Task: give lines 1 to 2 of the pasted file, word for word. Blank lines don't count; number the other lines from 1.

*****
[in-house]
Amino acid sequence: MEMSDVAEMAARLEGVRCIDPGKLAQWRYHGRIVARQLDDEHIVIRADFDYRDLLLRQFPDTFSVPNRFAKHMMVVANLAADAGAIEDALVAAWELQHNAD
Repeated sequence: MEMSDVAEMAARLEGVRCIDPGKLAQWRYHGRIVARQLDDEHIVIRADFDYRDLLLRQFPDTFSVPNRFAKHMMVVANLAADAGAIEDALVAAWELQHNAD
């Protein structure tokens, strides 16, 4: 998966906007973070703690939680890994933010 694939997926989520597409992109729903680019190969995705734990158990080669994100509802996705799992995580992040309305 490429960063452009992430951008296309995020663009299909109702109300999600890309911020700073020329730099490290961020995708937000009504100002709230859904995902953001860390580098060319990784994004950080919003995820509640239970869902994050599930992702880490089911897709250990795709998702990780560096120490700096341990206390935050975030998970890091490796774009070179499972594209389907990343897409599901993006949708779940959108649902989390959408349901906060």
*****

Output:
[in-house]
Amino acid sequence: MEMSDVAEMAARLEGVRCIDPGKLAQWRYHGRIVARQLDDEHIVIRADFDYRDLLLRQFPDTFSVPNRFAKHMMVVANLAADAGAIEDALVAAWELQHNAD